By Daniel Geiger
Since leaving Mayor Bloomberg’s administration last summer, Bob Lieber has stepped from government to the front lines of the real estate downturn.
Speaking at a breakfast yesterday in Lower Manhattan hosted by New York Law School’s Center for Real Estate Studies, Lieber discussed how Island Capital Group, the real estate investment firm he joined after working as the deputy mayor of economic development for two years, has positioned itself to take advantage of the wave of distress he still expects will hit the market.
While both commercial rents and real estate values in Manhattan have begun to rebound from the downturn, cities elsewhere in the country have had to grapple with persisting effects from the recession, including high unemployment and weak economic growth that has left festering vacancies and diminished property values.
Lieber pointed out that about $2.5 trillion of real estate debt, comprised of both securitized and balance sheet loans, that was originated during the boom years of 2005-2007 is set to soon begin coming due because commercial real estate mortgages are typically placed against properties for increments of five, seven, or ten years. When this debt rolls over, Lieber reiterated concerns that have echoed since the downturn began in the commercial real estate industry that there will be a wave of defaults as overleveraged landlords struggle futilely to replace oversized loans on their property.
“Are we really through the great recession or heading for things that are even worse?” Lieber asked. “Is the big wave of the maturity bubble, or the big part of the rat going through the snake, in front of us?”
Lieber appears to be banking on rough times ahead, and positioning himself to capitalize on it. Last year, Island Capital bought the real estate securitization company Centerline Capital Group out of financial distress, inheriting a large portfolio of securitzed loans for which the firm acts as a special servicer. Lieber said that the company is the servicer on about $120 billion of commercial mortgage securities, making it as big as the well known servicer LNR. About 70% of that debt was placed during the period between 2005 to 2007 Lieber said and Centerline expects about half of it to eventually go into default.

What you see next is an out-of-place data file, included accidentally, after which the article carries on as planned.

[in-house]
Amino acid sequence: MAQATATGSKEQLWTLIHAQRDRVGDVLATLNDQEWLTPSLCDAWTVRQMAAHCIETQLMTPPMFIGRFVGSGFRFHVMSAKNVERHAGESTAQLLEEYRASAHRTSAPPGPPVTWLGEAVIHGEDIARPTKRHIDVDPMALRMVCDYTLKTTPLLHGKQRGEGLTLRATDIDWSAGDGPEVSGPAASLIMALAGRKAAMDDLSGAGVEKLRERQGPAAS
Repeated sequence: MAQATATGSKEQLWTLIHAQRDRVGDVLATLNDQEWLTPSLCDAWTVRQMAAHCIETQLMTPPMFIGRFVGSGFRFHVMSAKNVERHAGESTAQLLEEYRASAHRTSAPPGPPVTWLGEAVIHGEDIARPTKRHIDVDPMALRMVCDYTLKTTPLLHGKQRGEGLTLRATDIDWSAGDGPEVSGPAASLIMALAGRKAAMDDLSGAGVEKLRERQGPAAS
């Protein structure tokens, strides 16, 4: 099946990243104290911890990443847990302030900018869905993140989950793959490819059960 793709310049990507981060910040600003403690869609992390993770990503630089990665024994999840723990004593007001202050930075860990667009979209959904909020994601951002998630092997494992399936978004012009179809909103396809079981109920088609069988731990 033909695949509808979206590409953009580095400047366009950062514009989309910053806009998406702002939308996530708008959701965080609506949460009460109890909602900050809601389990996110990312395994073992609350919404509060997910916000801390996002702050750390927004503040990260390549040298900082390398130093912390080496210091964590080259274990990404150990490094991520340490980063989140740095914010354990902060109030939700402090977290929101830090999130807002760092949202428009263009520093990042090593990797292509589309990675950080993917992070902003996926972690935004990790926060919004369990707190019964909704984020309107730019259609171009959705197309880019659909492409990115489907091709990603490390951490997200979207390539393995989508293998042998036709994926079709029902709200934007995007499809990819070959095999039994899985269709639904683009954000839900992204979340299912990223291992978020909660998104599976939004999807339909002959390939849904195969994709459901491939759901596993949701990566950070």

Already $14 billion of the Centerline’s portfolio of special servicing assignments is in default Lieber said and the company expects $25 billion of the loans to be in default within the next two years. The portfolio comprises about 13,000 loans tied to roughly 15,000 properties “in all parts of the country and in all the major food groups,” Lieber said.
“We think the bulk of activity is in front of us, not behind us,” Lieber said. “I am excited at the opportunity, there have never been better times for people to find clever ways to make money.”
Although defaults can mean big losses for the holders of the mortgage securities tied to a loan, the special servicer is an administrative entity that merely negotiates the situation on behalf of the bond holders. Special servicers have become pathways for hungry investors looking to cash in on the problems in the market. Last year, the investment group Fortress bought the biggest servicer CW Capital. The companies are allowed to buy distressed assets from the bond holders they represent at fair market value, a derivation that could offer the servicer a favorable price because the tough times have pushed down the real estate fundamentals upon which values are based.
“There are five or six differrent ways that the servicer is charged with giving liquidty to the trust, sell the loan, work out the loan, modify the loan, or you can buy the loan or you can buy the underlying real estate,” Lieber explained.
When asked if servicers should be required through regulation to keep a financial stake in the mortgage securities they originate so that they would suffer losses along with bond holders in the event the loan goes bad Lieber said, “When you leave it to the political hacks in Washington…it just inspires clever people to circumvent the rules.”